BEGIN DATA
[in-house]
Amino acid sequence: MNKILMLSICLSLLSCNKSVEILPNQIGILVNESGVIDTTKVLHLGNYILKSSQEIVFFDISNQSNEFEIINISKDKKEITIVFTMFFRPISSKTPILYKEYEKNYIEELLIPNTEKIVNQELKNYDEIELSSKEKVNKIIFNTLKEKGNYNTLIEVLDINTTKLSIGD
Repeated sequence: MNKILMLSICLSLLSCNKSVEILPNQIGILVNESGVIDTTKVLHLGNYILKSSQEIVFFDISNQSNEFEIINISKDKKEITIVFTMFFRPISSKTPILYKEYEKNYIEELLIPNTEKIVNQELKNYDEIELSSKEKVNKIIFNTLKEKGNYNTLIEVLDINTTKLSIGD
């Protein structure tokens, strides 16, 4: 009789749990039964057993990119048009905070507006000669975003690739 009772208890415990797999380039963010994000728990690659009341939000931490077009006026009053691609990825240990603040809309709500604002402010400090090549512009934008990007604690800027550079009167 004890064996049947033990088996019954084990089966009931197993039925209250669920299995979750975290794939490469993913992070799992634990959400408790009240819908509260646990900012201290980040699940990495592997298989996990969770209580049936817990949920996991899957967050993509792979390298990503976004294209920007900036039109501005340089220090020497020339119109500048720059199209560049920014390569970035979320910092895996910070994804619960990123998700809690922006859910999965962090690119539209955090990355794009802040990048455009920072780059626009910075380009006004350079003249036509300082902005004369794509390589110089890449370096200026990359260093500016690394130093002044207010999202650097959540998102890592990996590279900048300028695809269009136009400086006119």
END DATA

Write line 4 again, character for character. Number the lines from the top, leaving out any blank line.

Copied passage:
């Protein structure tokens, strides 16, 4: 009789749990039964057993990119048009905070507006000669975003690739 009772208890415990797999380039963010994000728990690659009341939000931490077009006026009053691609990825240990603040809309709500604002402010400090090549512009934008990007604690800027550079009167 004890064996049947033990088996019954084990089966009931197993039925209250669920299995979750975290794939490469993913992070799992634990959400408790009240819908509260646990900012201290980040699940990495592997298989996990969770209580049936817990949920996991899957967050993509792979390298990503976004294209920007900036039109501005340089220090020497020339119109500048720059199209560049920014390569970035979320910092895996910070994804619960990123998700809690922006859910999965962090690119539209955090990355794009802040990048455009920072780059626009910075380009006004350079003249036509300082902005004369794509390589110089890449370096200026990359260093500016690394130093002044207010999202650097959540998102890592990996590279900048300028695809269009136009400086006119």